2010 Summer Summary - September 15, 2010
Jeff Schalau, Associate Agent, Agriculture & Natural Resources
University of Arizona Cooperative Extension, Yavapai County

June’s cool temperatures caused warm season crops such as squash and beans to get off to a slow start. Tomatoes seemed to do well in many gardens, but Curly Top Virus (CTV) impacted some growers and home gardeners. It seems we’ve had a decent fruit growing season this year too. Thankfully, this summer’s monsoon season brought ample rains to many parts of the Verde Valley. Northern Arizona ranchers are quite pleased about this unless they happened to be passed over. Conversely, many areas had intense hail storms that would have decimated an unprotected vegetable garden. Unfortunately, hail storms and CTV are not unusual for us, but the cool weather in June was definitely out of the ordinary.

Our offices had multiple calls about aggressive honeybees. I assume that most of these occurrences were Africanized bees (it is difficult to differentiate between European and Africanized honeybees). Most recently, a horse boarding and training facility near Prescott Valley experienced two horse mortalities after honeybees became aggressive and attacked several horses. Workers at this operation were aware of honeybees nesting in the walls of a structure at the facility and allowed them to stay because they were well behaved. Perhaps an Africanized bee colony moved into a historically docile bee colony and caused it to become more aggressive. Residents should be careful around all wild honeybees and remove bee colonies from their property before they become aggressive and injure people, pets, or livestock.

A rust fungus has infected many of the native catclaw (Acacia greggii) plants throughout the Verde Valley. This rust fungus is called Ravenelia pringlei. It is noticeable where it causes a distorted growth pattern commonly called a "witches broom". The witches brooms also are covered with powdery, dark brown fungal spores which is followed by death of the infected branch. There is no known treatment for this disease. It is likely a cyclic disease acting as a natural population control on its host the Acacia. If you have it in an intensely managed area of your landscape, let it run its course over the summer and prune out the affected branches next winter discarding or burning the trimmings.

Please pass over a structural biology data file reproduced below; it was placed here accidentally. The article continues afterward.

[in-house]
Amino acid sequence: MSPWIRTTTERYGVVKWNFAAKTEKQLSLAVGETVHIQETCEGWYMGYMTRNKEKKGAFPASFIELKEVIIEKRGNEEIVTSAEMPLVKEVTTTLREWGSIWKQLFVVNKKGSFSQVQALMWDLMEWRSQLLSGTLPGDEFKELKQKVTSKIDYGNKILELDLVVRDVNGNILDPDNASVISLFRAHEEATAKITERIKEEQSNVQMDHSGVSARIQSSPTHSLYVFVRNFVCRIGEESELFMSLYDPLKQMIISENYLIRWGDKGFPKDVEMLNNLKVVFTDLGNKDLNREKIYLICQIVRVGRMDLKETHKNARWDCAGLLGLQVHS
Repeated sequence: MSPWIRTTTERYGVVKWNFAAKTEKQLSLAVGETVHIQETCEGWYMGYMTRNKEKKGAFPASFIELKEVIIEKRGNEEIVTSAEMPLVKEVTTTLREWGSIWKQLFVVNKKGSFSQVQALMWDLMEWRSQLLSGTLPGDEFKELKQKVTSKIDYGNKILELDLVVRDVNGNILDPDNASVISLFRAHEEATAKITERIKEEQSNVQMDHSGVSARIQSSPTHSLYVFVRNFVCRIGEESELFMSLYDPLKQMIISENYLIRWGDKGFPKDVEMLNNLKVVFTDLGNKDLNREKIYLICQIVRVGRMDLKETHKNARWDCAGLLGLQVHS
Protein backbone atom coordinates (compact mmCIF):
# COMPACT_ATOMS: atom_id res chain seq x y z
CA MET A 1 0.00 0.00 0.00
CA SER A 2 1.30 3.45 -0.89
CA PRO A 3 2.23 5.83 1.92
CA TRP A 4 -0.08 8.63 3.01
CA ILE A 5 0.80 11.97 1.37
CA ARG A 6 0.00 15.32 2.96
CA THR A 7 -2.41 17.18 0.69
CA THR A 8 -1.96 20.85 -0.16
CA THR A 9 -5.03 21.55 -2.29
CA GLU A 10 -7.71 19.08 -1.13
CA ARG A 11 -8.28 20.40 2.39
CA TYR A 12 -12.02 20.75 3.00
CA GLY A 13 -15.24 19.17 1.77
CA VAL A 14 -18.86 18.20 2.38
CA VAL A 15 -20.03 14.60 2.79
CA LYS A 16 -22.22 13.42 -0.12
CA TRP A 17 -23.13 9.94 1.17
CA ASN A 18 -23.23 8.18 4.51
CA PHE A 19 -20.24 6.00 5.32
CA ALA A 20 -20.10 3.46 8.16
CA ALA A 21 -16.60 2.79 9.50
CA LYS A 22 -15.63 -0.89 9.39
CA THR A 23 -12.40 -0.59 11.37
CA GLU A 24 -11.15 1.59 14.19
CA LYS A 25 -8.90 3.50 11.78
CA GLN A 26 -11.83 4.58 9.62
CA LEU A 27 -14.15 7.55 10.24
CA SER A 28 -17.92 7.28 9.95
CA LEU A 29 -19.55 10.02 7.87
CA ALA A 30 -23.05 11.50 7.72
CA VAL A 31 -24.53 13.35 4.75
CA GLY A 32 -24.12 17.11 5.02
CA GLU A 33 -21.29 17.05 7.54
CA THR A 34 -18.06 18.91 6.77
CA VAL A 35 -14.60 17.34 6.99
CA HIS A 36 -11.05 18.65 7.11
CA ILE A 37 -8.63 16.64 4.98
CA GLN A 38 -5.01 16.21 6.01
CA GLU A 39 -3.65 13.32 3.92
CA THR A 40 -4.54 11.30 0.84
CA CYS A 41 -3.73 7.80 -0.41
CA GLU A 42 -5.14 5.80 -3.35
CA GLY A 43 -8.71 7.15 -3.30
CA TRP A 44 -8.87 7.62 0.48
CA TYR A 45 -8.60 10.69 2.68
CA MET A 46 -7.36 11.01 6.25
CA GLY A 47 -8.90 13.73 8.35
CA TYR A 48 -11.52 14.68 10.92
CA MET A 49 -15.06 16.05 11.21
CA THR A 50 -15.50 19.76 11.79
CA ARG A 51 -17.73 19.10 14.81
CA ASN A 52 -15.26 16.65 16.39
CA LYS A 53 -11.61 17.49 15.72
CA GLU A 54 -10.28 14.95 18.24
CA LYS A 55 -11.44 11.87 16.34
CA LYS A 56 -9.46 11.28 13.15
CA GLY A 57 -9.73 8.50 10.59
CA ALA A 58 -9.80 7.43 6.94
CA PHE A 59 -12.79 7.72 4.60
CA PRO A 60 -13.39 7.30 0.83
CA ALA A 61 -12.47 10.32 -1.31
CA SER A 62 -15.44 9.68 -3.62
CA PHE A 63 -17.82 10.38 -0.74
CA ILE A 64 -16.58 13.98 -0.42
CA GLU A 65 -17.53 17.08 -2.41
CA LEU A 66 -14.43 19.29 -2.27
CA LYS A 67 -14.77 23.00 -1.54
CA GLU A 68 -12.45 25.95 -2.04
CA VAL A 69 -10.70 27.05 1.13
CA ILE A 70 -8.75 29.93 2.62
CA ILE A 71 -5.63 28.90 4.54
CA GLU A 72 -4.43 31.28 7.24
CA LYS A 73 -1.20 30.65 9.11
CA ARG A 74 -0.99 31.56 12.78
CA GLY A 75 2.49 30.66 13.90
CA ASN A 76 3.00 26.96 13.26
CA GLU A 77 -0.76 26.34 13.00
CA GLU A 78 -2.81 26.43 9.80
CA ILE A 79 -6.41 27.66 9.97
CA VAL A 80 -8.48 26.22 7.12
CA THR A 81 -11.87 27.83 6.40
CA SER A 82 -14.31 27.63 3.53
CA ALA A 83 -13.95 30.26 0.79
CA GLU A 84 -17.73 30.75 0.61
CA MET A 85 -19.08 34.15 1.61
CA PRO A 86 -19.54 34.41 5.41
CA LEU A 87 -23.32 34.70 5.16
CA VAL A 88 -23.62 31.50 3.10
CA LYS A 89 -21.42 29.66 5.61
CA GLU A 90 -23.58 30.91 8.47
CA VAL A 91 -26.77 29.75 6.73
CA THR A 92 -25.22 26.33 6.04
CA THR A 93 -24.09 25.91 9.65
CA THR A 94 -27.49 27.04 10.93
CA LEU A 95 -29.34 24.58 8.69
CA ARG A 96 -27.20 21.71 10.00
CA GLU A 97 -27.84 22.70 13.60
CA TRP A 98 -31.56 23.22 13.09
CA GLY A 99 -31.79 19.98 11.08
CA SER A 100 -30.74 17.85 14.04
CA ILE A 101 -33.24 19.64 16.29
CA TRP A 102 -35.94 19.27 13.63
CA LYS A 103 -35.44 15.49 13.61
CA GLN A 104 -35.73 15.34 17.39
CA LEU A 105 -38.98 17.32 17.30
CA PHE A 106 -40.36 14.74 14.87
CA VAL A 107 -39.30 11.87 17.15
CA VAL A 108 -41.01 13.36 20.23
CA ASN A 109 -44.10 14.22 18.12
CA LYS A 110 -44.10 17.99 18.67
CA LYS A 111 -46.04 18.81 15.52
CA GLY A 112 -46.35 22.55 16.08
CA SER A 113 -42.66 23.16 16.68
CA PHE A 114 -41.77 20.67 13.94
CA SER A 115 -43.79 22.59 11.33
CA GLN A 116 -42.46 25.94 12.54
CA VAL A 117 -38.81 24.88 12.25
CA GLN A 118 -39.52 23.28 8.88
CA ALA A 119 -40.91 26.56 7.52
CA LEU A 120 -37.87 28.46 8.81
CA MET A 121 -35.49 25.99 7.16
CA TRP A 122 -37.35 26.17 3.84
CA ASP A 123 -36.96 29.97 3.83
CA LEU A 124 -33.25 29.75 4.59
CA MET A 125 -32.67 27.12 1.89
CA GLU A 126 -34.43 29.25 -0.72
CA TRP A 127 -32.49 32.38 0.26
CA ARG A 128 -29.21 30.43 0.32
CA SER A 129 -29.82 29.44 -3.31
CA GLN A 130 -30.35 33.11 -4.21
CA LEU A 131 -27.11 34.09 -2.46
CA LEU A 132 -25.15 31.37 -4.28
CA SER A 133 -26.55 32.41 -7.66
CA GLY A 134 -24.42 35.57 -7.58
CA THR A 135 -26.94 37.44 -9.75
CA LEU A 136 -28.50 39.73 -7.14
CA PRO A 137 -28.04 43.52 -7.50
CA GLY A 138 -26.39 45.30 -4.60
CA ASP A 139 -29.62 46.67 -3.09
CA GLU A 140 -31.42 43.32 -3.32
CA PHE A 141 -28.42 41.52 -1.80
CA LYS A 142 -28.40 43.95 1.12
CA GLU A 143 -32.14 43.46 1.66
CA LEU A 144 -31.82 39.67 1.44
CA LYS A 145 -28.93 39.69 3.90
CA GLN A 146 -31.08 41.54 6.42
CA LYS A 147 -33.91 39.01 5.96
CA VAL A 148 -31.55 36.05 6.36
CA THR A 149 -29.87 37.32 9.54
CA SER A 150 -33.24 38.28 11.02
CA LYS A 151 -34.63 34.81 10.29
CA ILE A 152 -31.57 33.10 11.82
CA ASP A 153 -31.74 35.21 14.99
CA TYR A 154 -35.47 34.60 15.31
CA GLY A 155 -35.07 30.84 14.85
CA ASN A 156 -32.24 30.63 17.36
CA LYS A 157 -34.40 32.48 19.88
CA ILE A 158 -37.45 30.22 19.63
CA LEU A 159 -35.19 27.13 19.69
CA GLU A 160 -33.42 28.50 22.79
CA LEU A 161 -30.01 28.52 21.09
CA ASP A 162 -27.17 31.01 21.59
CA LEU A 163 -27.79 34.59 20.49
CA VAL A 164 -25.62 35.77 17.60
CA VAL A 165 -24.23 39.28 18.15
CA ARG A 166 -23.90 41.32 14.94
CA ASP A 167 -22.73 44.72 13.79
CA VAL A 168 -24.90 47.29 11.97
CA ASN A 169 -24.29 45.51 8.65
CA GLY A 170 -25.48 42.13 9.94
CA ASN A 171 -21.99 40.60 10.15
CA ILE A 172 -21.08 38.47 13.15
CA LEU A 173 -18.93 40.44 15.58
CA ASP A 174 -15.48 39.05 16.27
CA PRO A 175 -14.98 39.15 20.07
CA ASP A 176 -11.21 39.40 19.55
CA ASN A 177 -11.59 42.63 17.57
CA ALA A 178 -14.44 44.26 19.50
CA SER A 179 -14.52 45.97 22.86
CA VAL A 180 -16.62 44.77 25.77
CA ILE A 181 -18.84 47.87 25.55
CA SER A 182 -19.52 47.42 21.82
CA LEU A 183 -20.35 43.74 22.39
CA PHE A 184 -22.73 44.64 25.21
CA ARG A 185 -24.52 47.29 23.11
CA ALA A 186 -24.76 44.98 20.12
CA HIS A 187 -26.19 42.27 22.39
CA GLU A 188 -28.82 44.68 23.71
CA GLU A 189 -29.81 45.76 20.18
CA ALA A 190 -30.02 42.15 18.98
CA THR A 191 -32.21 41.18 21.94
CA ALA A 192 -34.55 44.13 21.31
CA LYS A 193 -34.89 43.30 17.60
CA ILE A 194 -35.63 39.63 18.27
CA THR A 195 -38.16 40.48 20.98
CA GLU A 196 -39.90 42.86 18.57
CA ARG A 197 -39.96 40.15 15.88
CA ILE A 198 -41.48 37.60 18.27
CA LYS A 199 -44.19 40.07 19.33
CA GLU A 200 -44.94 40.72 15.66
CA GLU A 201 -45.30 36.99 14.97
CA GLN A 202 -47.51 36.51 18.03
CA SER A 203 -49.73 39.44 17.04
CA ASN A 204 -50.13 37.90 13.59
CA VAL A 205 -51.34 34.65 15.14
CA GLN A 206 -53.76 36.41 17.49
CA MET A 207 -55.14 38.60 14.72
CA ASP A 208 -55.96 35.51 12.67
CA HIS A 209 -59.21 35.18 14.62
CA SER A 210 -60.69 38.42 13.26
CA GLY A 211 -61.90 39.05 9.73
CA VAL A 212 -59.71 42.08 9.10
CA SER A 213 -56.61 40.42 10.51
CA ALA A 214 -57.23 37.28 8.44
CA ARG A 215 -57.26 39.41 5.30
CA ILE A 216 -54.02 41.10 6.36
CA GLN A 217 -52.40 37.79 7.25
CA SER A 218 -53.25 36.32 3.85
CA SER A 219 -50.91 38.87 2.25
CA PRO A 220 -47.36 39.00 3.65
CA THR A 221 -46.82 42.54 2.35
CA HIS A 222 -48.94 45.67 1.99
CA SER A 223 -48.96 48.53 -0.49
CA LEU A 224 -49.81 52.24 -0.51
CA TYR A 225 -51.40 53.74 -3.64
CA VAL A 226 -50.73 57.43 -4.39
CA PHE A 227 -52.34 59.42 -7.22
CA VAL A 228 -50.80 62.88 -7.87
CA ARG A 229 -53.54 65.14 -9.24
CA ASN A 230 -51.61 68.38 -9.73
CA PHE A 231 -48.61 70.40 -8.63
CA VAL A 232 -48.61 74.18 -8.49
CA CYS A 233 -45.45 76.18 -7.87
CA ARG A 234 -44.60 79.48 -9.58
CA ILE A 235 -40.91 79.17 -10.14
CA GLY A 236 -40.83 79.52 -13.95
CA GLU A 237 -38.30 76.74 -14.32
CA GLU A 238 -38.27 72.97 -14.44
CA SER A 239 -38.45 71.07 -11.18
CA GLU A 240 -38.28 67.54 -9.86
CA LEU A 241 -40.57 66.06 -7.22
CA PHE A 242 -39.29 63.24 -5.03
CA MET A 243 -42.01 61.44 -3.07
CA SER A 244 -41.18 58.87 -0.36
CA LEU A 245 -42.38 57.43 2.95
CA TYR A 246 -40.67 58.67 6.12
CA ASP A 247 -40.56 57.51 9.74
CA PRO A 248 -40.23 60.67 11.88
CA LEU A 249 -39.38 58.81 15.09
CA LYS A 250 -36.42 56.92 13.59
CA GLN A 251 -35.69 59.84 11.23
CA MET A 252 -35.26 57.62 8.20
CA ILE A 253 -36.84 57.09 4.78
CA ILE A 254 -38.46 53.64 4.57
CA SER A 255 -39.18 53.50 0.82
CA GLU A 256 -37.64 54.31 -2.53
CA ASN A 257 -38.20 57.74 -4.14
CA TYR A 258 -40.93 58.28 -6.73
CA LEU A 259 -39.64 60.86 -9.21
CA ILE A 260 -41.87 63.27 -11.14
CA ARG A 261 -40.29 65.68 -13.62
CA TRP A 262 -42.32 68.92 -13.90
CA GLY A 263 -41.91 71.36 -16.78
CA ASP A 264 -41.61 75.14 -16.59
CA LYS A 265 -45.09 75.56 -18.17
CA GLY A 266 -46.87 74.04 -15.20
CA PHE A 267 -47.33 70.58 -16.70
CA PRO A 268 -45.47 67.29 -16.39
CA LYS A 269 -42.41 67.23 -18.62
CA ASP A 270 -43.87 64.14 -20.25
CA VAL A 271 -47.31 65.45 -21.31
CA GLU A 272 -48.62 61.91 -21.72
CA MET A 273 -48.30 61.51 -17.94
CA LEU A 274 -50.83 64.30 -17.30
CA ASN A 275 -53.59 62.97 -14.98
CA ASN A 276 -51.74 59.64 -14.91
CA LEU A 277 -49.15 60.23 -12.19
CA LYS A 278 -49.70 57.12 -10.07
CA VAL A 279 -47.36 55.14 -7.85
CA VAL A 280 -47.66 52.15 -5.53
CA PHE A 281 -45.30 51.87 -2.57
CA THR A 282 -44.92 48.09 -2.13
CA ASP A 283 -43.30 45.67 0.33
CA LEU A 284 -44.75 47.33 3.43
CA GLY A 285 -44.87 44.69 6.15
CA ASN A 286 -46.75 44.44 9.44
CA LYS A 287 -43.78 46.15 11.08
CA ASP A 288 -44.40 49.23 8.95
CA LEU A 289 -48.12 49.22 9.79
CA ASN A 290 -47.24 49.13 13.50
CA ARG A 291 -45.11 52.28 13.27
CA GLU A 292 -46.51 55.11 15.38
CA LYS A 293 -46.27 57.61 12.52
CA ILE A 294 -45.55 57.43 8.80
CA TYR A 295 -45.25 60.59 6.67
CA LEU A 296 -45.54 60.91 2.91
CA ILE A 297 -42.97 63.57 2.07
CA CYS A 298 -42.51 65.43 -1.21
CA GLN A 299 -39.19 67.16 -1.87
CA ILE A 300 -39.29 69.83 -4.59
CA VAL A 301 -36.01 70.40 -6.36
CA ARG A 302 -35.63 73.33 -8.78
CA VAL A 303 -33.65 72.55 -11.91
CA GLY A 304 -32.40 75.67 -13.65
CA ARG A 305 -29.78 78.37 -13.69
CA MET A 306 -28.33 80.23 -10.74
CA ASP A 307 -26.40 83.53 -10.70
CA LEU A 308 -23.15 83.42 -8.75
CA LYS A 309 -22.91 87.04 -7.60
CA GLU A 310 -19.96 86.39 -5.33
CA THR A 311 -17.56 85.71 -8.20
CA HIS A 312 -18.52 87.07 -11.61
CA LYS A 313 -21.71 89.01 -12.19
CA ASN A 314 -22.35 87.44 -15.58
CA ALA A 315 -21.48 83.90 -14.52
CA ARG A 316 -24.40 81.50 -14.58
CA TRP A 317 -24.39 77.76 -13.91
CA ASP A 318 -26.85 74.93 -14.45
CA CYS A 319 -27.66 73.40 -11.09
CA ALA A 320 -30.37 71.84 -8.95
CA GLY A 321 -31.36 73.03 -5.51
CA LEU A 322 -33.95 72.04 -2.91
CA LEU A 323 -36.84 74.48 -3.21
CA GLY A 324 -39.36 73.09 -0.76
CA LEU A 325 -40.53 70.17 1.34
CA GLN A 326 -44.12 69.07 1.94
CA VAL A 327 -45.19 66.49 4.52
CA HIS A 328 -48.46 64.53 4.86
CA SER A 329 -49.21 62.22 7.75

Many Leyland cypress trees (Cuprocyparis leylandii) are being colonized by another fungal disease called cypress canker. This disease, caused by the fungus Seiridium unicorne, has been called the most damaging disease on Leyland cypress. Leyland cypress trees of all sizes and ages are affected. Cankers appear as sunken, dark brown or purplish patches on the bark, often accompanied by extensive resin flow. This damage causes twig, branch and stem dieback. Spores of the fungus are spread to other parts of an infected tree, from tree to tree by water splash from rain or irrigation, and can be transmitted on pruning tools. Many people and communities have planted Leyland cypress trees over the years and this disease was first noted by me about five years ago. There is no known treatment for this disease. However, the good news is that Arizona cypress (Cupressus arizonica) trees seem to be less susceptible. I was never crazy about Leyland cypress, but now I discourage its use.

The last tidbit arose from an e-mail question: What is the name of the weed/bush that grows very quickly, several inches/feet per year, and tends to be a brighter green with a very tough root and stem structure? It blooms in the fall and releases a white cotton-like seed that blows everywhere. It is very common in the Verde Valley area over the past few years. Several readers are probably thinking that it is Desert Broom (Baccharis sarothroides). Many people believe this plant to be an invader, but it is a native. It’s true that desert broom is an opportunist and often grows in disturbed sites, but it is still a native and not too difficult to control. It is also dioecious: meaning male and female flowers are borne on separate plants.

Follow the Backyard Gardener on Twitter – use the link on the BYG website (see link below). If you have other gardening questions, call the Master Gardener line in the Cottonwood office at 646-9113 ext. 14 or e-mail us at cottonwoodmg@yahoo.com and be sure to include your name, address and phone number. Find past Backyard Gardener columns or provide feedback at the Backyard Gardener web site: http://cals.arizona.edu/yavapai/anr/hort/byg/.

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Arizona Cooperative Extension
Yavapai County
840 Rodeo Dr. #C
Prescott, AZ 86305
(928) 445-6590
Last Updated: September 9, 2010
Content Questions/Comments: jschalau@ag.arizona.edu

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